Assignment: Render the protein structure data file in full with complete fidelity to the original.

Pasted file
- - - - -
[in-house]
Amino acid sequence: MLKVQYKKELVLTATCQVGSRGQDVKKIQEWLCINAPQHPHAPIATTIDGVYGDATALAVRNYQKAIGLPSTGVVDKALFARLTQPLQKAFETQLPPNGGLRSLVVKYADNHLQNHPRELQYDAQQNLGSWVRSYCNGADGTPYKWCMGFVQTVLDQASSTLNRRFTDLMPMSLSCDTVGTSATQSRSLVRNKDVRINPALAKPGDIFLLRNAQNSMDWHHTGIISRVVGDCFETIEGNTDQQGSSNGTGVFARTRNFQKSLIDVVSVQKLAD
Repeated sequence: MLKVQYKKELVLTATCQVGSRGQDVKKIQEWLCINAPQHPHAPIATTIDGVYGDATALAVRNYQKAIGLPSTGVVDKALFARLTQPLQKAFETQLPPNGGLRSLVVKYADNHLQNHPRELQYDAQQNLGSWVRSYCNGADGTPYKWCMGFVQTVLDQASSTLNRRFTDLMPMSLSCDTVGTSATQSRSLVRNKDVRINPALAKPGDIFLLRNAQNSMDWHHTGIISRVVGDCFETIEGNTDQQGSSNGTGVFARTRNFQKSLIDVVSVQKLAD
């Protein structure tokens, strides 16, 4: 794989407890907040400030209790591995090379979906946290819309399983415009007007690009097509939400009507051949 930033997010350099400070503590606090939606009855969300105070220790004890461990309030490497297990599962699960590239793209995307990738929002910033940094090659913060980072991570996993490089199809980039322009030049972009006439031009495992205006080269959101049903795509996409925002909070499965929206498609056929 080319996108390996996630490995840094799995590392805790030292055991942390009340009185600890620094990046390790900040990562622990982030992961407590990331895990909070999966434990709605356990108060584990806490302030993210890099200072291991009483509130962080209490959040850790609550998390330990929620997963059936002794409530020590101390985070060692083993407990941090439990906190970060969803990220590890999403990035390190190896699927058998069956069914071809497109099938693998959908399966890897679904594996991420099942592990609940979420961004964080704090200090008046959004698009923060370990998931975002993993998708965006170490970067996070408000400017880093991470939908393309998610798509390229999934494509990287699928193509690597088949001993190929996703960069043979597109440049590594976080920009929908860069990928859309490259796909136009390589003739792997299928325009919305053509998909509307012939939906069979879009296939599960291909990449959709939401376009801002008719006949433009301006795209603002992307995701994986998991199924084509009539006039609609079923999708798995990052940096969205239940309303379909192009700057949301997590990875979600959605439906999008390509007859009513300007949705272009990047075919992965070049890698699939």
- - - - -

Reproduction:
[in-house]
Amino acid sequence: MLKVQYKKELVLTATCQVGSRGQDVKKIQEWLCINAPQHPHAPIATTIDGVYGDATALAVRNYQKAIGLPSTGVVDKALFARLTQPLQKAFETQLPPNGGLRSLVVKYADNHLQNHPRELQYDAQQNLGSWVRSYCNGADGTPYKWCMGFVQTVLDQASSTLNRRFTDLMPMSLSCDTVGTSATQSRSLVRNKDVRINPALAKPGDIFLLRNAQNSMDWHHTGIISRVVGDCFETIEGNTDQQGSSNGTGVFARTRNFQKSLIDVVSVQKLAD
Repeated sequence: MLKVQYKKELVLTATCQVGSRGQDVKKIQEWLCINAPQHPHAPIATTIDGVYGDATALAVRNYQKAIGLPSTGVVDKALFARLTQPLQKAFETQLPPNGGLRSLVVKYADNHLQNHPRELQYDAQQNLGSWVRSYCNGADGTPYKWCMGFVQTVLDQASSTLNRRFTDLMPMSLSCDTVGTSATQSRSLVRNKDVRINPALAKPGDIFLLRNAQNSMDWHHTGIISRVVGDCFETIEGNTDQQGSSNGTGVFARTRNFQKSLIDVVSVQKLAD
């Protein structure tokens, strides 16, 4: 794989407890907040400030209790591995090379979906946290819309399983415009007007690009097509939400009507051949 930033997010350099400070503590606090939606009855969300105070220790004890461990309030490497297990599962699960590239793209995307990738929002910033940094090659913060980072991570996993490089199809980039322009030049972009006439031009495992205006080269959101049903795509996409925002909070499965929206498609056929 080319996108390996996630490995840094799995590392805790030292055991942390009340009185600890620094990046390790900040990562622990982030992961407590990331895990909070999966434990709605356990108060584990806490302030993210890099200072291991009483509130962080209490959040850790609550998390330990929620997963059936002794409530020590101390985070060692083993407990941090439990906190970060969803990220590890999403990035390190190896699927058998069956069914071809497109099938693998959908399966890897679904594996991420099942592990609940979420961004964080704090200090008046959004698009923060370990998931975002993993998708965006170490970067996070408000400017880093991470939908393309998610798509390229999934494509990287699928193509690597088949001993190929996703960069043979597109440049590594976080920009929908860069990928859309490259796909136009390589003739792997299928325009919305053509998909509307012939939906069979879009296939599960291909990449959709939401376009801002008719006949433009301006795209603002992307995701994986998991199924084509009539006039609609079923999708798995990052940096969205239940309303379909192009700057949301997590990875979600959605439906999008390509007859009513300007949705272009990047075919992965070049890698699939």